Footnotes, August 2022: Book links from around the web
At The Reading List, we’re trainspotters when it comes to interesting book links, and here are a number that caught our eye.
- It turns out the Salman Rushdie attack suspect ‘only read two pages’ of Satanic Verses.
- Meanwhile, several French authors have asked for the Nobel Prize for Literature to be given to Rushdie in the wake of the attack (someone tell them that’s not how it works …).
- In happier news, an award-winning author who searched for more than a decade for the teacher who changed his life was finally reunited with her at one of his book-reading events.
- If you happen to be in Berlin, the African Book Festival is happening this weekend, curated this year by South Africa writer Lidudumalingani.
- Handbags alert: a bonus episode of The Sandman appears to take a jibe at JK Rowling.
- And Taylor Swift is facing a new copyright lawsuit that alleges she ripped off the book that accompanied her 2019 album Lover from a self-published author.
- Forgotten books: a new study suggests that over 90% of medieval manuscripts have been lost.
- Luckily these are still around: 8,000 cures from medieval manuscripts – from everyday herbs to baked owls – are being digitised and made freely available by Cambridge University Library.
- One of the most controversial plagiarism cases in African literature revisited.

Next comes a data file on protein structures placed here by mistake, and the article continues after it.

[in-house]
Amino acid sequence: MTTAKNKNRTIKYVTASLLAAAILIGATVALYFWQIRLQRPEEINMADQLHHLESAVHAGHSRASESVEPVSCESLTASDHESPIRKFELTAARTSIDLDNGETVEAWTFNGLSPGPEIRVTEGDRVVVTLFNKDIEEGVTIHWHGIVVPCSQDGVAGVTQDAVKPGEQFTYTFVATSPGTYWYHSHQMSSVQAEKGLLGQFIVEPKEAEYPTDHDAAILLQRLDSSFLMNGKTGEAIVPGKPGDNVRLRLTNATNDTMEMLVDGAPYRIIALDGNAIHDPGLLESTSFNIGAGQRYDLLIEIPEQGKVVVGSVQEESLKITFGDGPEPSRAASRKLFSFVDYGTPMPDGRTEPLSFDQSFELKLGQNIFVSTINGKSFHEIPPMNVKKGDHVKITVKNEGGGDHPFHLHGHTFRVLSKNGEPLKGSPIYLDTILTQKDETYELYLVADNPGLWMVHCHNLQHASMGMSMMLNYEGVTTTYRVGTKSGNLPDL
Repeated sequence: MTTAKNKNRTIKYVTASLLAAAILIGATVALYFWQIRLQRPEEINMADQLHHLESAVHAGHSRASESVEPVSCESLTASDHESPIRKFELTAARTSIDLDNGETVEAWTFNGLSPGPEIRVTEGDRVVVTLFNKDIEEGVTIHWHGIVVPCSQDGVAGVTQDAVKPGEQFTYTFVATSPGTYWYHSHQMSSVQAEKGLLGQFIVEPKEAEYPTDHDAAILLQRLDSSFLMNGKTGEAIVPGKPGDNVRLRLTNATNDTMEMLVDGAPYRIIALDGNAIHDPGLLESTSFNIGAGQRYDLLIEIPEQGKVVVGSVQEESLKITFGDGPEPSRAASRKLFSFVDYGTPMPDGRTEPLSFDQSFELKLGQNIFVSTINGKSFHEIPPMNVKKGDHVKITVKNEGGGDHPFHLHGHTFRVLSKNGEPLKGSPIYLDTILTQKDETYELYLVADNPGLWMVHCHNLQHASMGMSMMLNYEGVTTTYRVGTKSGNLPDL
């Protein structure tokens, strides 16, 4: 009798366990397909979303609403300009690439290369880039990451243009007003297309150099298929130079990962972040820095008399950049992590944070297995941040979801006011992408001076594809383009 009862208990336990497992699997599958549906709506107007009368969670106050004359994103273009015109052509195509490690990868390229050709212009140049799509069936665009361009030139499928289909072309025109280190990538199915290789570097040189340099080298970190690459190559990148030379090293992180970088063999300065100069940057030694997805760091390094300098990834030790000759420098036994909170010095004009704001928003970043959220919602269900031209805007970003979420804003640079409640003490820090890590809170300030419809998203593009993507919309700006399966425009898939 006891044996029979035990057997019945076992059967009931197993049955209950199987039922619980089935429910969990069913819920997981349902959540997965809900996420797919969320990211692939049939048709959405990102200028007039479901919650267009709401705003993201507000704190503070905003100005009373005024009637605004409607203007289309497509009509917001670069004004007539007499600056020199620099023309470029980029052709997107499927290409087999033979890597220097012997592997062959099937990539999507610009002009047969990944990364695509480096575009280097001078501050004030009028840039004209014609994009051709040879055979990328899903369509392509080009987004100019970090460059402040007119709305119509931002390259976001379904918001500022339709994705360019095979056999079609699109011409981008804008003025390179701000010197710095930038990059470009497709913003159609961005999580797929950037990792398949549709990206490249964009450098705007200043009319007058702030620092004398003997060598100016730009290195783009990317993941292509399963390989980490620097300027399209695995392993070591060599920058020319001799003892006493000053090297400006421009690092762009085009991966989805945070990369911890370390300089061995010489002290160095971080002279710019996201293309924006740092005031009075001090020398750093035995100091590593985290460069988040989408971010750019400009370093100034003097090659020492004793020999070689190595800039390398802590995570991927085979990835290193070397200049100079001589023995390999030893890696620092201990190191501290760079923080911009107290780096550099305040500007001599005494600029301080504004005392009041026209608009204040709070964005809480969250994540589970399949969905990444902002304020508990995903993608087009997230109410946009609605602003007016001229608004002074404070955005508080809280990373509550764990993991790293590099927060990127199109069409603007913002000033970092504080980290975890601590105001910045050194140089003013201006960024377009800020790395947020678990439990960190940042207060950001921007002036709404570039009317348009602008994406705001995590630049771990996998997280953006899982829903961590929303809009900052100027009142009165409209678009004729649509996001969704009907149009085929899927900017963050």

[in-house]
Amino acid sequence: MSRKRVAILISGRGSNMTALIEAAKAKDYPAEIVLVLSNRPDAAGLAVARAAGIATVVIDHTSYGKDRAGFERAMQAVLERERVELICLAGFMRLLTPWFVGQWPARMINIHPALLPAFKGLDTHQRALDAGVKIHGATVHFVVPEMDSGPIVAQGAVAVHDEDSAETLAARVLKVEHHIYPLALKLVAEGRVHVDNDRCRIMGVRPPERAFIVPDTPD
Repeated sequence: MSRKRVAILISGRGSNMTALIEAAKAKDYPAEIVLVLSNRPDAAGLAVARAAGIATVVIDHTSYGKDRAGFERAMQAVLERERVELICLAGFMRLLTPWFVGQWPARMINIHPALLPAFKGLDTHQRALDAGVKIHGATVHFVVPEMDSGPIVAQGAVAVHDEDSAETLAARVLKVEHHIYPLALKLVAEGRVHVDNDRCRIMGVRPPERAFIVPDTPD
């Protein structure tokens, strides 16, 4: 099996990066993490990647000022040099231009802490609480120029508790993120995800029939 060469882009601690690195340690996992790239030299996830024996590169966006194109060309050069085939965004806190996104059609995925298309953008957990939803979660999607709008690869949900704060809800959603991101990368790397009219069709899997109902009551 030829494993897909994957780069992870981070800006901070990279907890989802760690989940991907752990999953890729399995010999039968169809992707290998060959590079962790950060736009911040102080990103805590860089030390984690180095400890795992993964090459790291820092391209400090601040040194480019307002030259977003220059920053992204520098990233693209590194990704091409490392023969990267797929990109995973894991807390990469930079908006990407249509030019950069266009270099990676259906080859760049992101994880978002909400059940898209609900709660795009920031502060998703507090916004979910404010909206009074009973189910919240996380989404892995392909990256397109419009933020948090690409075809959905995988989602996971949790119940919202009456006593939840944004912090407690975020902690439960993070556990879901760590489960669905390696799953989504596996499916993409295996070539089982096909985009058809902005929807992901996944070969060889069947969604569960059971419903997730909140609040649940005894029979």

- Sticking it to the man – the author of a bestselling organic chemistry textbook is making it freely available to students after learning about a loophole in his copyright agreement with the publisher.
- An interview with Neil Gaiman on the secret history of Netflix’s chart-topping show The Sandman, from giant mechanical spiders to the Joker.
- ‘I think every aspiring writer should work in a used bookstore … the ego death is electric.’
- Ewan McGregor is set to star in a series based on Amor Towles’ bestselling novel A Gentleman in Moscow.
- This horrifying Reddit thread about spiders laying their eggs in your books.
- A prized Galileo manuscript kept at the University of Michigan library has turned out to be a clever forgery.
- How Doctor Watson, the sidekick of detective Sherlock Holmes, has cruelly been done wrong by television.
- And finally, a Fact of the Day: Victor Hugo was so popular with the local sex workers, when he died, every brothel in Paris closed down for a day of mourning.
Image: Diagram of the human body, showing the veins to be opened for blood-letting, 16th century, Cambridge Digital Library